The Little Dig

After one week of school our Yellow Roomer have already been hard at work exploring a wide array of provocations and materials. The central part of Yellow Room’s work time is our sensory table. Whether filled with fragrant soaps, colorful water, crunchy autumn leaves, or smooth sand crystals the sensory table evokes all the senses of our young learners.

Sensory table filled with sand, funnels, shovels, and dinosaur skeletons.
Sensory table filled with sand, funnels, shovels, and dinosaur skeletons.

For infants and toddlers, sensory play is central to growth, joy, and life. Since birth, children incorporate all their senses: sight, smell, hearing, touch, and taste into their play, allowing them to explore the world they live in with their full bodies. Infants and toddlers touch everything, put things in their mouths, and have deep interest in sounds, allowing for exploration, discovery, categorization, and understanding.

In the Yellow Room, we facilitate sensory investigation with the use of our sensory table, providing Yellow Roomers with materials that can ignite all the senses. As our little learners continue their growth in language, sensory play can also help them to develop a new and exciting ways to describe the world around them. Playing with different textures, taste, colors, scents, and sounds allows children to not only investigate their different senses but also give them new ways to express what something is. Sensory play often involves the development of fine motor skills by using and coordinating small muscle groups by pouring, pinching, squeezing, and scooping materials.

Here a teacher lifts a shovel full of sand up for Rina to see.
Here a teacher lifts a shovel full of sand up for Rina to see.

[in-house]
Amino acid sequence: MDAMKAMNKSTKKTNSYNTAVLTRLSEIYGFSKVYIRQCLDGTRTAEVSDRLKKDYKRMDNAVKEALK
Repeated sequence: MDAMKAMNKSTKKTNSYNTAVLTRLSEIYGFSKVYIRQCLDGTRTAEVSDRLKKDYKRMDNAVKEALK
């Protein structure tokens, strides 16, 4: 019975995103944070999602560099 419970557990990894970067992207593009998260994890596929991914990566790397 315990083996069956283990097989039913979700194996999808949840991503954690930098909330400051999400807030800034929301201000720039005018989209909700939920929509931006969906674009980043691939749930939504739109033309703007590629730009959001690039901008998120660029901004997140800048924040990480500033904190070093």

Rina reaches for the sand and explores the feel of it on her fingers.
Rina reaches for the sand and explores the feel of it on her fingers.

This week, the Yellow Room explored a sensory table filled with dry fine, white sand, funnels, shovels, and minature dinosaur skeletons.  Our youngest learners gathered around the table to see, touch, scoop, and pour the sand. Brushing their hands across the sand, the children felt the small grains of sand move to expose a dinosaur skeleton underneath. Others scooped the sand onto the shovel and poured it out back into the table. The children listened carefully as the sand gently moved off the shovel with a very quiet swish sound and watched the smooth grains collect together to create a small mound. Holding the funnel high, some Yellow Roomers reached out their hands to see the sand rush onto their hands and feel as it slipped through their fingers. Other Yellow Roomers also saw the sand and associated it with their world outside the Yellow Room. Noam saw the sand and said “beach,” remembering a time at the beach digging and playing in the sand.

Penelope scoops up some sand in her shovel. Holding another shovel in her other hand, Penelope pours the sand from one shovel to another watching as it smoothly moves from the shovel.
Penelope scoops up some sand in her shovel. Holding another shovel in her other hand, Penelope pours the sand from one shovel to another watching as it smoothly moves from the shovel.

 

Samanthasmiles as she reaches for the sand that has gathered inside the funnel. She presses down on the small crystals of sand with one finger.
Samanthasmiles as she reaches for the sand that has gathered inside the funnel. She presses down on the small crystals of sand with one finger.

As the weeks unfold, we can’t wait to see the ways our Yellow Roomers interact with different kinds of earth – from sand, to soil, to clay and rock, using all of their senses to make meaning around them.

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